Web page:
Unexploded Ordnance in Germany - The dangerous legacy of World War II

Man-Size Missile
Thousands of bombs have not been detonated. Viktor Temin-Hulton Archive@gettyimages.de

Although World War II ended 70 years ago, the legacy of this devastating war  is still present in everyday life in Germany. The country and its cities have mostly been bombed into ashes by British and American bombers. The so-called Luftkrieg has not only claimed thousands of lives but has also left wide devastation all over the country.

The cities have all been rebuilt until today, but the backlash of the bombings is still a struggle with countless unexploded bombs that lie in the underground.

On average, there are 15 unexploded ordnances discovered in Germany every day. Most of them, though, are rather small shells or less dangerous objects, but between all those objects, there are also many big shells and, of course, bombs that are discovered every year. In 1945, over 500.000 tons of bombs were dropped over Germany - and many did not explode.

Especially in Berlin, thousands of shells, bombs, and grenades are suspected in the underground (here, you can see how Berlin looked just after the war ended). The Battle of Berlin in 1945 is one cause, but of course, the German capital has also been bombed countless times over the years. The major and industrial cities of Germany have, of course, been the target of heavy bombings, but also in smaller towns, UXOs are discovered once in a while. Whereas the ammunition depots of the Nazis were known, the targets of the allies and the Russians were not for many years.

Though, the Russian shells are way more rare than the British and American ones because the Soviet Union did not participate in the aerial warfare. That is why every construction work site in a German city bears the danger of finding a bomb. After the German reunification, though, the plans of the bombings have been handed over to the German authorities by the allies that made the discovering of the so-called Blindgänger more easily.

Every German Bundesland has its own Kampfmittelbeseitigungsdienst (bomb disposal squad), which does not only dispose the ammunition but also searches for these by using magnetic devices. Experts suspect that about 100.000 of those bombs still have not been discovered. Once in a while, some are found during constructions in most of the German cities and are not reported as national news. It is just too common of an occurrence to report about. But of course, there have been exceptions – especially when one of the UXOs goes off. This happened, for example, on June 1st, 2010, when in Göttingen, an American 1.000 lbs bomb detonated uncontrolled just one hour before the planned disposal. Three people died, and six were injured, but most of the time, the disposals succeed because the German specialists have a lot of experience. The way of proceeding differs from case to case when a bomb is found. All of them have in common the fact that first, the type and the origin have to be found out. With that information, the disposal team and the police can decide whether the area has to be evacuated. Further, it can be decided if the bomb can be transported to a safe place or if it has to be disposed on site.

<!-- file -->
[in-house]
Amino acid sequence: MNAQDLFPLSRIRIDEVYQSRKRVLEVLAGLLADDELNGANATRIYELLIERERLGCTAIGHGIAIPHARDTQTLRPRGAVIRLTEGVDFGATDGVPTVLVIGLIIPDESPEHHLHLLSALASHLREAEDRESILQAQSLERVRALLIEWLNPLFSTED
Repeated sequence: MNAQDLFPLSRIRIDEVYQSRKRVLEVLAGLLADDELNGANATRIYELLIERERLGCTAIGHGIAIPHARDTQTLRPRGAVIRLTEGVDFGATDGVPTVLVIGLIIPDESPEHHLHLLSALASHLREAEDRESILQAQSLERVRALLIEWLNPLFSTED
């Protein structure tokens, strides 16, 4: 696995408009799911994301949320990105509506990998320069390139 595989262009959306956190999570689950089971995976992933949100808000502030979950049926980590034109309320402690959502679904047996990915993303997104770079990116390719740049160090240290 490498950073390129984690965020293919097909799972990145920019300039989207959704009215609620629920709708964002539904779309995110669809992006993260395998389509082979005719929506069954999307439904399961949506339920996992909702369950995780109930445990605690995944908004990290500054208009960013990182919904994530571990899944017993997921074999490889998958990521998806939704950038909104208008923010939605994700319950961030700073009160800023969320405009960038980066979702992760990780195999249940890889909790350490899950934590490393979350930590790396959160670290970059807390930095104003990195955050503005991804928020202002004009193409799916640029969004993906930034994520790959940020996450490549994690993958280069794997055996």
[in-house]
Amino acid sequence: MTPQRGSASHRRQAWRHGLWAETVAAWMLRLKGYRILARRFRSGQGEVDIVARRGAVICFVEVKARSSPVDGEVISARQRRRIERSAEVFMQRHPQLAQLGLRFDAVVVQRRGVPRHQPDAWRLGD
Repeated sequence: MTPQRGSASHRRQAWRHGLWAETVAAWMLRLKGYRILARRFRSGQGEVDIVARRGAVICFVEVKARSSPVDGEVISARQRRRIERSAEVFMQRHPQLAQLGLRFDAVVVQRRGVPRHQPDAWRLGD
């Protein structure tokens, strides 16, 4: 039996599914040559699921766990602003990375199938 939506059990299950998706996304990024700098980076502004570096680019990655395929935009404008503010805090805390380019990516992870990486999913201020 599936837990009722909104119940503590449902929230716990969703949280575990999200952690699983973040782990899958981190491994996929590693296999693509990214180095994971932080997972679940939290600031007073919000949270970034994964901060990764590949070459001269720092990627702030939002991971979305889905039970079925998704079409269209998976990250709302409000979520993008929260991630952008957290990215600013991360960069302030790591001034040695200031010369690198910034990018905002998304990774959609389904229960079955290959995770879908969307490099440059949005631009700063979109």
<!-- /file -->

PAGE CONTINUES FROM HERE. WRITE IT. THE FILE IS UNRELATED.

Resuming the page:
Sometimes, both options are impossible. In this case, it has to be blown up.

One of the best-documented cases happened in Munich in 2012. A 500 lb aerial bomb lay just under the Pub "Schwabinger 7" for about 70 years. It was discovered when the pub was torn down, and because of the bomb's condition, there was no other way than blowing it up in a controlled way. When this happened, the sound of the explosion could be heard all over Munich, and even the fireball was visible from far away (here, you can watch the explosion). In spite of all the precautions, many bordering buildings were set on fire,  and all the windows on the street where shattered.  

In other cases, people may be very happy that bombs are being disposed of instead of having a huge explosion destroy an entire block, such as the inhabitants of Koblenz in December 2011.

A British Blockbuster bomb weighing 1.8 tons was found in the Rhine River. Blockbusters have been used during air raids to blow off the roofs on entire blocks to prepare the houses to be set on fire. This might have happened if this bomb had gone off. Luckily, it was disposed of on-site. Nevertheless, the 45.000 people of Koblenz had to be evacuated during the procedure, making it the largest evacuation in Germany since the war ended. However, it wasn't the biggest UXO ever found in Germany. In 1958, a British Tallboy bomb was discovered in the Sorpe Dam, containing nearly 12.000 pounds of explosives.

Yearly, over 50.000 unexploded ordnances are disposed of all over Germany, but there are still countless bombs waiting in the underground. In some cases, the water, the mud, and the rust render them harmless; in other cases, it makes them unpredictable. They are relics of war most Germans have more or less gotten used to.